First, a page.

Review Summary: About as satisfying and conclusive as an unfinis
Someone Still Loves You Boris Yeltsin have led a fairly unobtrusive musical career thus far. Debut LP Broom
certainly had its charming moments and carried enough modest serenity to cement itself as an enjoyable indie-pop record, albeit at a point in time just before indie-pop itself had begun to feel exhausted. Subsequently, after signing to Polyvinyl, the foursome released both Pershing
and Let It Sway
in similar fashion, with their graceful and pleasant songwriting hitting audiences in generally positive ways and further fixating the quirky Missourians as fine artists of their craft in the indie scene.
Then came talk of Tape Club
. The release, according to Polyvinyl's site, was to be a "carefully curated 26-song collection" of recordings that were somehow "above and beyond what could be included in their previous records." Now I don't know about you, but I'm somewhere between twelve and fifteen percent offended - offended at the label's intimation that we foolish listeners wouldn't be able to look past their ornate descriptors of Tape Club
and to see it for what it really is: twenty-six tracks that feels like sixty-two tracks that could have easily been condensed into about six two-minute tracks.
You see, and I beg you to pardon my French, Tape Club
is sort of like being on the receiving end of oral sex whose two participants are mutually inebriated: it takes awhile to get going, there's some slight droopage somewhere in the middle of the ordeal, and remembering it in the morning is harder than you'd thought but not worth the effort regardless. Tracks one through five are that particularly sluggish start - not until 78-second ditty 'Spinning Sea' do SSLYBY gain a sense of purpose (or at least momentarily drop their blissfully unhurried pretensions), at which point the collection offers its listeners a few tracks worth falsetto-ing along to. 'Half-Awake' even bears witness to the foursome's ability to throw eccentric time signatures and more technical melodies into their generally less outlandish song structures. The release doesn't offer a whole lot more than a handful of catchy hooks and hummable melodies though. The handclaps of 'New Day' echo dully forth as if Ben Stein were in charge of their arrangement, whereas two-minute long Same Speed' outstays its welcome by a solid ninety-five seconds. And I'm still baffled by what the hell they were going for with the synth-pop queerness of 'Yellow Missing Signs.' In general, the record's tracks don't leave the listener with much more than a boredom headache and the lingering taste of dusty water, whatever the audial form of that particular sensation may be.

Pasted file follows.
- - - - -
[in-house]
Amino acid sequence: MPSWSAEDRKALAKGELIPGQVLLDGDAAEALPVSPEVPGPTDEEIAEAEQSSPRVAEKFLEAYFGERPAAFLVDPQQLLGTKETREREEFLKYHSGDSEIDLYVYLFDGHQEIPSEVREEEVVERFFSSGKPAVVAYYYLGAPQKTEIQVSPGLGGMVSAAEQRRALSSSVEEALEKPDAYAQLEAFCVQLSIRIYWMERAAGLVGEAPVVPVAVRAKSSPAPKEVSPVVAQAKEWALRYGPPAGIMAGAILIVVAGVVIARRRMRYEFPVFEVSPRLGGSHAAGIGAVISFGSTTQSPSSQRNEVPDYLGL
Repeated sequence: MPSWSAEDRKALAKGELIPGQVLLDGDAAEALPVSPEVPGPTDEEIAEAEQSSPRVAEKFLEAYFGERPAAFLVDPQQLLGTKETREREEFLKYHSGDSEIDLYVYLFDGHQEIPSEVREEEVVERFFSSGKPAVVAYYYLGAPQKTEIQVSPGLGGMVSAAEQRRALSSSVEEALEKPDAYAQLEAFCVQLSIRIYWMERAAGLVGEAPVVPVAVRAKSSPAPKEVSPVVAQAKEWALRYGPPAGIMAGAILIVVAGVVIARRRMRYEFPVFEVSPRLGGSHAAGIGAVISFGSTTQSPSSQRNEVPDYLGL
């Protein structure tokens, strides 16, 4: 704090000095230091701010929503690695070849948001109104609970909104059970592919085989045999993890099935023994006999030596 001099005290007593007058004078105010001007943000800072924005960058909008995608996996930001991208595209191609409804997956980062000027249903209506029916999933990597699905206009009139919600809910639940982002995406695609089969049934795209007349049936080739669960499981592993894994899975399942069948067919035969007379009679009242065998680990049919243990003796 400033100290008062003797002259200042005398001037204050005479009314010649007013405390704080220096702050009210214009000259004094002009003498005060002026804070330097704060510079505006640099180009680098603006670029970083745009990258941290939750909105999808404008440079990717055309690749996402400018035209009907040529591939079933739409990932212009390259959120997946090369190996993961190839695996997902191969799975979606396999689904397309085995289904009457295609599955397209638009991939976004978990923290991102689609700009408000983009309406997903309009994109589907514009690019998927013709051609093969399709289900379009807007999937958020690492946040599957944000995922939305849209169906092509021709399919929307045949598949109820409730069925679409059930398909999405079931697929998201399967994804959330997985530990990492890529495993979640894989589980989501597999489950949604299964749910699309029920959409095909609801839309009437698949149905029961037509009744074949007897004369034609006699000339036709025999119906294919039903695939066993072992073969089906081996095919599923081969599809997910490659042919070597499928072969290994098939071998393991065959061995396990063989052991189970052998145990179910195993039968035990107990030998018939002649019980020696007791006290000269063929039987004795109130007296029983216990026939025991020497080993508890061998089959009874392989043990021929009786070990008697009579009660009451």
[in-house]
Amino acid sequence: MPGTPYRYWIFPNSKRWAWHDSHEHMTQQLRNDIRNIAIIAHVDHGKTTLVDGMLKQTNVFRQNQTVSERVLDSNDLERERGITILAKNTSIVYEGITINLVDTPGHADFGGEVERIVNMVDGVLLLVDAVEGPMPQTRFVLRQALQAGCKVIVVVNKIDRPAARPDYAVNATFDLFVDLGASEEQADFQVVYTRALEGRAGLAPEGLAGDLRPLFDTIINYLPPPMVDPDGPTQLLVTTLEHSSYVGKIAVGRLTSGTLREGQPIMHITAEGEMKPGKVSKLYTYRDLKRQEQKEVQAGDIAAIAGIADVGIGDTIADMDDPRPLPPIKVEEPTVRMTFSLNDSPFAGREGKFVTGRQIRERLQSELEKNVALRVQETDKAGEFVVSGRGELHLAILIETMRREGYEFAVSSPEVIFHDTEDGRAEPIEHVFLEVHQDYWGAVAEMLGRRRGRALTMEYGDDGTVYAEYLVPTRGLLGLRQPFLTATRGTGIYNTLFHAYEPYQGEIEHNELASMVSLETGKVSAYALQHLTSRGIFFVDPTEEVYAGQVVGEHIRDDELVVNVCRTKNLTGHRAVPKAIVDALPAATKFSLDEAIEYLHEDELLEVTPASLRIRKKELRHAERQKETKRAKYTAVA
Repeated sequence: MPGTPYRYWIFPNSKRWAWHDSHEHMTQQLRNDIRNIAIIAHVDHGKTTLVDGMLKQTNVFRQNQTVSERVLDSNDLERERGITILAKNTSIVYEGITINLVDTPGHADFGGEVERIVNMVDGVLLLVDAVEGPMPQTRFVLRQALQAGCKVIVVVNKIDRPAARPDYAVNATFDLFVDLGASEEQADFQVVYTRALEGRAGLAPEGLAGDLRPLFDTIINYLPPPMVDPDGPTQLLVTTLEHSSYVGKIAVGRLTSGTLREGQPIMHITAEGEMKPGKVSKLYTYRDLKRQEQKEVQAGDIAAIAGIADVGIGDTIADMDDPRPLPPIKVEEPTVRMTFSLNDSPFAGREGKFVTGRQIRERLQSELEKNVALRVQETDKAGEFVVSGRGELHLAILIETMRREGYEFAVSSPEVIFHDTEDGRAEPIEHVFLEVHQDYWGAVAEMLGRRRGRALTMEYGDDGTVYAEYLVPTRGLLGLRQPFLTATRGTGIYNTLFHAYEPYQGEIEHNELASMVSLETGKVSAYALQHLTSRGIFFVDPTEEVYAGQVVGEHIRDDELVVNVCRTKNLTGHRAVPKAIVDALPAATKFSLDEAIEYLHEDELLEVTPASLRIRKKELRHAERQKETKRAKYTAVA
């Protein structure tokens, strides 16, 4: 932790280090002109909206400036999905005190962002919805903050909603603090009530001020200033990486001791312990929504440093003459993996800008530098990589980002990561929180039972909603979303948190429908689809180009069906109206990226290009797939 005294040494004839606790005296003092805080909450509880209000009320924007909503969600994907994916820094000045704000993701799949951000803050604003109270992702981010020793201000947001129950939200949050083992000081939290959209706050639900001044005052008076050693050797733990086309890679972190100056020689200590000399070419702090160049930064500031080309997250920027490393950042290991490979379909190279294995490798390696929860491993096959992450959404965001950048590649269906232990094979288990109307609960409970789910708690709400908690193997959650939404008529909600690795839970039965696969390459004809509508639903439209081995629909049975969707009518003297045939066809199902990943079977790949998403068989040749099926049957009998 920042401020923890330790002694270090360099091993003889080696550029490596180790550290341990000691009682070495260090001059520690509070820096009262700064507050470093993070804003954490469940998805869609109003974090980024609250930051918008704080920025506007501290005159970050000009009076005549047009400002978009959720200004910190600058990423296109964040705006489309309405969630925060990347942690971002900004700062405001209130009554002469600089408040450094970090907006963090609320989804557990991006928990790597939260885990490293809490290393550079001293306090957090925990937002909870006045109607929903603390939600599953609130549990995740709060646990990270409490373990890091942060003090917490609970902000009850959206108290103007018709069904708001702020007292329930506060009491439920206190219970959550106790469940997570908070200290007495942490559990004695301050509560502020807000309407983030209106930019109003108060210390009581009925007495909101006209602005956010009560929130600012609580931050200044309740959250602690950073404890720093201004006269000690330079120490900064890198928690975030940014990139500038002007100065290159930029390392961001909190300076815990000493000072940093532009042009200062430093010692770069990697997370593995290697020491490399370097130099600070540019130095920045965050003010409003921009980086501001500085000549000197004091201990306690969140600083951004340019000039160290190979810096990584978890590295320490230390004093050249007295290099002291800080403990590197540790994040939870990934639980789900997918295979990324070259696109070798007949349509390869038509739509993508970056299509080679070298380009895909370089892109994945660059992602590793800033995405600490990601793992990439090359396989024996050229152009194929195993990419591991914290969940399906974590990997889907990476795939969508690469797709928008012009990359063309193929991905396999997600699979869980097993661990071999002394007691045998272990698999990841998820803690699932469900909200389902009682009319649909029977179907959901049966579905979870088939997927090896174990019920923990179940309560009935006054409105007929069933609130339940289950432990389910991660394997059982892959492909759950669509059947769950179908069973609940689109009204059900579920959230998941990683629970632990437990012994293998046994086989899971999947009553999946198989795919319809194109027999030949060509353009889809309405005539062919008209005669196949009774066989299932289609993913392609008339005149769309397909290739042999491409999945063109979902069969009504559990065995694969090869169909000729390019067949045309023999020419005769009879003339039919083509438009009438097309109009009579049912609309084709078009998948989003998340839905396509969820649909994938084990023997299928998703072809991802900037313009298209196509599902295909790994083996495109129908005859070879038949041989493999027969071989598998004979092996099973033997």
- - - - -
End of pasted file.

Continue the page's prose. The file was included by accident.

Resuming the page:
I shouldn't say that I wish SSLYBY would not have released Tape Club
- the fact that it's a release of unnecessary material doesn't exactly detract from their repertoire any more than it adds to it. Maybe even I'm to blame; perhaps I allowed myself to be temporarily fooled by Polyvinyl's anticipatory adjectives in announcing the release and henceforth was doomed to be disappointed by it. Either way, so bare-boned a collection of tracks are at best worth their weight in coal, and show that sometimes it's just better to call B-sides what they are.